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With more and more games and animated movies using performance capture technology, will it be the death of traditional hand animation?
25 Mar 2018
This week, Story Board Artist and Animator, Ben Bowen, suggests there is room for them both to live together.
This month sees the arrival of Rockstar & Team Bond’s “LA Noire”, a game that’s been purported to be the next step in interactive narrative.
To bring the game closer in line with the films it’s based around, the studio used innovative facial capture technology that far exceeds the capabilities of the current crop of animated avatars seen in games like their own “Grand Theft Auto IV”, or even the blockbusting “Call of Duty” saga.
But how, if at all, does this new launch towards photo-realism affect traditional hand animation in games, which has already taken a battering at the hands of motion capture?
Some animators might baulk at it.
To some it must seem as if artistic creation has been swiped aside but in reality, it’s more of a step towards physical movie-making than creating an animated film.
You still require artistry to create titles, the actors themselves, for example, as well as the various production artists who’ve created the world from concept up to final design.
Animators are also brought in to smooth things out, correct errors or areas where things don’t quite work and to often add extra character.
But to some extent, the wariness is justified.
Back when Back to the Future’s Robert Zemekis started dabbling in the uncanny-valley world of “Polar Express”, a hushed silence swept over animation internet boards everywhere; the sound of people afraid for their jobs.
Then it was unleashed and everyone drew a collected sigh of relief.
Whilst the art was beautifully rendered, the loose-limbed and strange facial features of Tom Hanks and his young cast pulled many out of the picture.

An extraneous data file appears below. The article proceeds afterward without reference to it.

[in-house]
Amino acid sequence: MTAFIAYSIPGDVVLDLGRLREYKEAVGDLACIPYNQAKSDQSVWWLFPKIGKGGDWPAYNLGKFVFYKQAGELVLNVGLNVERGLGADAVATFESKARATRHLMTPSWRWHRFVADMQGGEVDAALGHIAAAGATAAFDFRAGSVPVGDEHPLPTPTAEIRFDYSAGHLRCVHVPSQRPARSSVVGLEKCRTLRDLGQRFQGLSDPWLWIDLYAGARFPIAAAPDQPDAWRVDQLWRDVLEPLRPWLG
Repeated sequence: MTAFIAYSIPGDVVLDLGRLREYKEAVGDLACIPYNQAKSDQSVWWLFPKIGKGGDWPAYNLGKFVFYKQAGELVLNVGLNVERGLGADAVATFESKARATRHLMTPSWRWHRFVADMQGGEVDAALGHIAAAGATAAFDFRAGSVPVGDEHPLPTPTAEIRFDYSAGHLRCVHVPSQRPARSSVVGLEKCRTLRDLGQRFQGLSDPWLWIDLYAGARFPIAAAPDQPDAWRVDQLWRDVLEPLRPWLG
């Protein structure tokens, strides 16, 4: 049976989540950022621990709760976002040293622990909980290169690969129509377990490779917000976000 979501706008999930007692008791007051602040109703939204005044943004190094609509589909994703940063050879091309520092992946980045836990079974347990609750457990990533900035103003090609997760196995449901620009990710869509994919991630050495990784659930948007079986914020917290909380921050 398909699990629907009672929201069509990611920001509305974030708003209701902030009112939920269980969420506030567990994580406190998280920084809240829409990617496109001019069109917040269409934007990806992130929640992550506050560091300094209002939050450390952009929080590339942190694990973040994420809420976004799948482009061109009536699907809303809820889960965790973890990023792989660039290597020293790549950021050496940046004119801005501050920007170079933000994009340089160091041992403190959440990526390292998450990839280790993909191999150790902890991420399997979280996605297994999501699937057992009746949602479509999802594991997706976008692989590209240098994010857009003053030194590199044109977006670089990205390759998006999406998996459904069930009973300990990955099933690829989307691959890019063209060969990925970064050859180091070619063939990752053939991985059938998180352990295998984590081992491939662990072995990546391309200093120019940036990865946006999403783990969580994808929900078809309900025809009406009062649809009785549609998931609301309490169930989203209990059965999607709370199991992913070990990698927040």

Still, it meant that producers started looking at mo-cap as a shortcut; a shortcut that doesn’t always work.
Whilst such animation has been successfully added to movies, most performance caption movies, particularly “Mars Needs Moms” and “Final Fantasy: The Spirits Within”, have fallen flat on their faces.
Meanwhile, traditionally animated fare has made a comeback (Disney’s “Princess and the Frog” and the ceaseless output of Studio Ghibli finding western audiences) and hand animated movies from the likes of Pixar and Dreamworks consistently rake in audiences.
Possibly the only performance caption film of any particular success was “Monster House”, thanks to its stylistic advantage on top of the zany, thrilling and somewhat ‘80s throwback plot.
With the new “Tin Tin” also walking to the perf-cap beat, there is the sense that maybe some producers aren’t quite getting the picture.
Audiences seem to be put off by films that veer towards the uncanny.
Interestingly, a movie like the new “Rise of the Apes” has used CGI to sidestep a tricky issue; using live apes to tell the story.
It’ll be interesting to see if it pulls it off.
“Tin Tin” might also manage to finally hurdle the fence, but the internet cynics feel like they should animate it properly, with character and crafted nuance.
Motion-caption does take jobs away from traditional animators when its applied.
This is arguably fine when mo-cap works, but too often the light, weightless look of a character unadjusted by an animators touch can be seen, and some might be left wondering why that choice was made.
To an extent the initial rush to apply this has died down, but the same mistakes are often seen repeated today.
Gaming has also undergone the same transition away from hand animated sprites and beautifully painted backdrops of adventures past such as “Monkey Island” and “Kings Quest”, to the hyper-realised titles like “LA Noire”.
Yet despite its (arguably) creepy look, performance-caption will probably work in its favour.
A similar title, “Mafia 2” made by the very talented 2k Czech, who have an excellent eye for period detail and drama, failed to quite engage with gamers last year.
The hand animated avatars, beautifully crafted in the real-time cut scenes, lack the punch and verve in the performance to really pull off the more subtle acting that’s allowed by something like “LA Noire”.
There, veins pop and jaws clench, and the actor sells the performance, no matter how loose limbed they may appear.
There is a time and a place for motion caption and hand animation, and the two can often meet together for pleasing results.
Performance capture is not something to be afraid of, nor even entirely relied upon.
It’s turned into something that has its place in the entertainment world, and both Hollywood and the gaming industry are on a learning curve.
As virtual representation catches up with life, interactive entertainment will certainly be an interesting thing to watch from now on.
But only if the art is given room to breathe by choosing the right course.